Veronica Roberts

August 9, 2011 Mogadishu, Somalia]----The devastating drought continues to ravage the people of Somalia but now there might be a glimmer of hope for those in the Southern region.

Southern Somalia has been under the control of Al-Shabab, the Islamic militant group that has banned foreign aid workers from entering. Until now. The widespread famine which has killed 29,000 children in 3 months and tens of thousands more, is causing the group to splinter.

According to MSNBC, the harsh control exerted on South Somalia, especially the rural areas hardest hit by the deadly famine, is breaking as local leaders feel pressured to allow food in to feed the starving population.

Al-Shabab who reportedly has ties to al-Qaeda and global Jihadists, has lost key parts of the main city to the African Union Peacekeepers and the Transitional Federal Government, thus losing much of their revenue, which was as much as to $60 million a year from extortion of Mogadishu's merchants and aid workers.

This defeat might be enough to "starve the beast" and splinter the group.

CNN's Anderson Cooper, now stationed in Somalia, reported that aid workers can now move more freely, which in turn will make it easier for the hardest hit areas to get the food and medical supplies they so desperately need.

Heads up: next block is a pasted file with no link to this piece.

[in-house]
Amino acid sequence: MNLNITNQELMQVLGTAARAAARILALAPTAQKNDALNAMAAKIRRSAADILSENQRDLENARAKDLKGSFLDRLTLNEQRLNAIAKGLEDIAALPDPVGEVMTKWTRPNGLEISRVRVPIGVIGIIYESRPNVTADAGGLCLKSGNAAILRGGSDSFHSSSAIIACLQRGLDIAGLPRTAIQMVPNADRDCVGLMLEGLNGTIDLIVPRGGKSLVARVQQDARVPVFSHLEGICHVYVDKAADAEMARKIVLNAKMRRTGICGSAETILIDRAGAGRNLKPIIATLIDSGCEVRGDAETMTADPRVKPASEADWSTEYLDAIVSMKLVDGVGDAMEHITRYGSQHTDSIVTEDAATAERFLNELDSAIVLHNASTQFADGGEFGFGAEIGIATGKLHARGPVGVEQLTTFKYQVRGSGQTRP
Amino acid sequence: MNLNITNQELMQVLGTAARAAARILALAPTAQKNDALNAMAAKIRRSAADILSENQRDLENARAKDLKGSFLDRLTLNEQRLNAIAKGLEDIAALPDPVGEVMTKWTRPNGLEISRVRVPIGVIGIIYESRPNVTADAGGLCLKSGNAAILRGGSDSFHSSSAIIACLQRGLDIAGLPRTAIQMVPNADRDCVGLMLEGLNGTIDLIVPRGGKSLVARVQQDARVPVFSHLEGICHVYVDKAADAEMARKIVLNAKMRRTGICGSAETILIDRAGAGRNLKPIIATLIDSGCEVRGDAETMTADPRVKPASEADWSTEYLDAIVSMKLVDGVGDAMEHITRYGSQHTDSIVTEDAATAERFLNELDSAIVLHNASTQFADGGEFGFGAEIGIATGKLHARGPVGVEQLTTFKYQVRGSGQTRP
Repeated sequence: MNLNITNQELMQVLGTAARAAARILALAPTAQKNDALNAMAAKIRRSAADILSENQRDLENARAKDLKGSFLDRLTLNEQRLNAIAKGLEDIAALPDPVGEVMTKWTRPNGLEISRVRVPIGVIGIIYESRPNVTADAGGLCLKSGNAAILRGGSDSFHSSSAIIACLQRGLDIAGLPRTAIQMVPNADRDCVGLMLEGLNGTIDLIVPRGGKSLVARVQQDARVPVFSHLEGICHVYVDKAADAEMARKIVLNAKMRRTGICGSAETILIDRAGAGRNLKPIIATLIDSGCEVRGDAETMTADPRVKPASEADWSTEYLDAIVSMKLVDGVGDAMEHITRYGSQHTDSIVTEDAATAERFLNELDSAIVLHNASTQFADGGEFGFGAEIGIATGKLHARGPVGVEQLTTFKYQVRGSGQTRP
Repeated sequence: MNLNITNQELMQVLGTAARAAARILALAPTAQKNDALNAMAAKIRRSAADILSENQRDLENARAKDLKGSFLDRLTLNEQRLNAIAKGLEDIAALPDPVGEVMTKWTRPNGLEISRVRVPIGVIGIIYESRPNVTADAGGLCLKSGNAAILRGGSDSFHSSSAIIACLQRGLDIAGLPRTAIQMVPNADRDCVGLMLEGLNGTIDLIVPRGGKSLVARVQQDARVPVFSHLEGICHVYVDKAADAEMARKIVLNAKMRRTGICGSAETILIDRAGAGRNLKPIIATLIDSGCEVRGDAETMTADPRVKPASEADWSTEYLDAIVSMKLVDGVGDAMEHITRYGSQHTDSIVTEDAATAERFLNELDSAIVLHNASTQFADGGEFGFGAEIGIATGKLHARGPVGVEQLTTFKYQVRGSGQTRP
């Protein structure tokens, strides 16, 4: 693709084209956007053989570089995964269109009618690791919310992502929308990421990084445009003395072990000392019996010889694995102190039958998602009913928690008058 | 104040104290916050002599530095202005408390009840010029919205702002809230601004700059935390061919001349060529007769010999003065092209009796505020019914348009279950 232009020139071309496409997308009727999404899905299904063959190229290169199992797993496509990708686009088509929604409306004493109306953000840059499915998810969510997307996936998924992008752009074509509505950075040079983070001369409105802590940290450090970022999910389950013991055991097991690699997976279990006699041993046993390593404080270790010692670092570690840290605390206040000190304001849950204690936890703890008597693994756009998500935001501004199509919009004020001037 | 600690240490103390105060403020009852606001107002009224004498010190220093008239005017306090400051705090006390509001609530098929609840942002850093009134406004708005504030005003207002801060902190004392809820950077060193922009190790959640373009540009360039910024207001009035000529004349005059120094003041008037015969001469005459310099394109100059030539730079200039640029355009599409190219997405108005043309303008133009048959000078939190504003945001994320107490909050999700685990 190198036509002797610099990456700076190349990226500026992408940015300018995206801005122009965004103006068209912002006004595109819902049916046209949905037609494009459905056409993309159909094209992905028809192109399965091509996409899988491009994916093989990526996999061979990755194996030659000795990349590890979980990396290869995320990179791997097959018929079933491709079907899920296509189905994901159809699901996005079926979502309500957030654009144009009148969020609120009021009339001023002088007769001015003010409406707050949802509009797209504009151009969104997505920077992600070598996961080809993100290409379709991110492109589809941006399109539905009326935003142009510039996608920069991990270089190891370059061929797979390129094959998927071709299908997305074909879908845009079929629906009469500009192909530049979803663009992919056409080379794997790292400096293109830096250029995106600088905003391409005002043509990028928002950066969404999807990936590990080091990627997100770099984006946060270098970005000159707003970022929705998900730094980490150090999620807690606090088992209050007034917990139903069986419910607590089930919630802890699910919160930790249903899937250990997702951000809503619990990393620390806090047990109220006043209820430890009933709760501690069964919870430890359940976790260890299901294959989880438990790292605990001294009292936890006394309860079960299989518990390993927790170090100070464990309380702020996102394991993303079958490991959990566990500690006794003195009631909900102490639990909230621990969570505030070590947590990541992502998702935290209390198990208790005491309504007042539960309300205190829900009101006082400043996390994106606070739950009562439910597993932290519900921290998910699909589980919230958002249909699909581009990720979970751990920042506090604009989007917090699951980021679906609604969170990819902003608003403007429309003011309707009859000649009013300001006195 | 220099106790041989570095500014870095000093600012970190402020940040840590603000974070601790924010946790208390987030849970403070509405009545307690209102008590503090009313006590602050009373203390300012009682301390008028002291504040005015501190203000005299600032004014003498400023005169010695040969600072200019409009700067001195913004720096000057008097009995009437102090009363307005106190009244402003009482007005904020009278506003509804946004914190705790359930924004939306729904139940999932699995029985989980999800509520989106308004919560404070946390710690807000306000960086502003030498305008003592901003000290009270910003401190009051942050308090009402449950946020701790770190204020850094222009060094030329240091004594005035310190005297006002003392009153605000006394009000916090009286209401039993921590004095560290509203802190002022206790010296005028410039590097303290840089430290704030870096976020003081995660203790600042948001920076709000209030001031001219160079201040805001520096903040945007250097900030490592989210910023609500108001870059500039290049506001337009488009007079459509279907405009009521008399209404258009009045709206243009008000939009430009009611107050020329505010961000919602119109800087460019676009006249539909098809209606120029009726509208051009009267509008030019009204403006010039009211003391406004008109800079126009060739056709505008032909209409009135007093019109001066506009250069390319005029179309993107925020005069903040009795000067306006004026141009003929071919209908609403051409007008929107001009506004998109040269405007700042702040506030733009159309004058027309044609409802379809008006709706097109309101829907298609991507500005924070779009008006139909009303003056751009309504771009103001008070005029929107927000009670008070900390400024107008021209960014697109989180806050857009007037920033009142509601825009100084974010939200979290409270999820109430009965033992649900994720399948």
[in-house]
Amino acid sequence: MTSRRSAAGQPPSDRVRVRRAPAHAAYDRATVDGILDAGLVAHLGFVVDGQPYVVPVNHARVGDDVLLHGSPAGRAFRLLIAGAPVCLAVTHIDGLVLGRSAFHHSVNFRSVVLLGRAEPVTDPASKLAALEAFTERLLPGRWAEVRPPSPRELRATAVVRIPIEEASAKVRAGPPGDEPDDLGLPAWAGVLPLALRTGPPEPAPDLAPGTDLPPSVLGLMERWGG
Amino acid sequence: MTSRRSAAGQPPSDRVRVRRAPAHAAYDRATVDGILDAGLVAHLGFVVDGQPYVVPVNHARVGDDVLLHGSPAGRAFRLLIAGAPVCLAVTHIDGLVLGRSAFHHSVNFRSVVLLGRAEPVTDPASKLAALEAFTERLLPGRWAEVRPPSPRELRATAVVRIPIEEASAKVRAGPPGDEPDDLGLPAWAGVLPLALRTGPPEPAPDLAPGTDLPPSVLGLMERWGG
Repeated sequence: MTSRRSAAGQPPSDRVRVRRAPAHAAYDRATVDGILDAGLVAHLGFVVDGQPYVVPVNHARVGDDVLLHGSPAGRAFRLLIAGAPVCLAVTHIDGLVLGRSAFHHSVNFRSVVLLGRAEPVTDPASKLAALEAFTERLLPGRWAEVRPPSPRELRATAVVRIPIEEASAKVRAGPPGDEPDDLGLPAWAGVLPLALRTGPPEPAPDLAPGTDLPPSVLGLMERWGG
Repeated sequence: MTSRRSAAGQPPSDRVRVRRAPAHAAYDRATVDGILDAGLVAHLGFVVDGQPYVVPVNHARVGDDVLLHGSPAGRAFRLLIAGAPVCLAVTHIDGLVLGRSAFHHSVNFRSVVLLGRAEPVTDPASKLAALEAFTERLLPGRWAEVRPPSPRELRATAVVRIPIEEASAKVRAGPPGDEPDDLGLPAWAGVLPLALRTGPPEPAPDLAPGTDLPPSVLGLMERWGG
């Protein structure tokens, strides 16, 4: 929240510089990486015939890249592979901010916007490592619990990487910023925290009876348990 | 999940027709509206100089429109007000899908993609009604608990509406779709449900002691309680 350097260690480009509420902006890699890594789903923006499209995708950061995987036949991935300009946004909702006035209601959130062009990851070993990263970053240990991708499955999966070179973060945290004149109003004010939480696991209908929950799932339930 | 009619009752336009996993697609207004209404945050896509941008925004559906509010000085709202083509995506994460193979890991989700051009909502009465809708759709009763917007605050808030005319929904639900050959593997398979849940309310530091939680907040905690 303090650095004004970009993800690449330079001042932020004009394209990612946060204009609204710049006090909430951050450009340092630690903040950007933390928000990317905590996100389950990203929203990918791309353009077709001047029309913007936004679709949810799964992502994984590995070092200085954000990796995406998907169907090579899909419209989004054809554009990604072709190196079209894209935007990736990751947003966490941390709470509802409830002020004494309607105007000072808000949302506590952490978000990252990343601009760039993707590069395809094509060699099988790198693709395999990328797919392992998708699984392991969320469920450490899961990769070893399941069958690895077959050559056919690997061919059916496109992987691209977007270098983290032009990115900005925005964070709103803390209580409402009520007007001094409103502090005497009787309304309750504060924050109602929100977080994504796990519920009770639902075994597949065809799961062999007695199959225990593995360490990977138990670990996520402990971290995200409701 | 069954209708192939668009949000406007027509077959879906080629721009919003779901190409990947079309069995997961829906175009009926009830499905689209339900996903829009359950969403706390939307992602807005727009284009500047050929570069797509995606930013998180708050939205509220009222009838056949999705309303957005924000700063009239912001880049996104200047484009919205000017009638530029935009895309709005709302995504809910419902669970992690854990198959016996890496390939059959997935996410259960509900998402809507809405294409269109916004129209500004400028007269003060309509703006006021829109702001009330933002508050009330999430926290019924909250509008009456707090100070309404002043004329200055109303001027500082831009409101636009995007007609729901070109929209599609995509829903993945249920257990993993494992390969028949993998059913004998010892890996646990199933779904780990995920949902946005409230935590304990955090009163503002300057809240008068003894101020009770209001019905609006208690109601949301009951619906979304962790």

Somalia hasn't had a viable, official government for two decades, ripped apart by bloody civil wars which has made the current food crisis extremely hard to combat.

The World Food Programme is asking for global help to battle this catastrophic crisis. They need a projected $342 million to help feed 11.3 million people in Somalia, Kenya and Ethiopia.

According to the UN, a small donation of $7, provides therapeutic food for a malnourished child.

The following charities are accepting donations online, if you want to help deliver a little hope:

The British Red Cross

The Kenya Red Cross


Save The Children

International Rescue Committee

The ELCA World Hunger Relief

The U.N. Children's Fund

International Medical Corps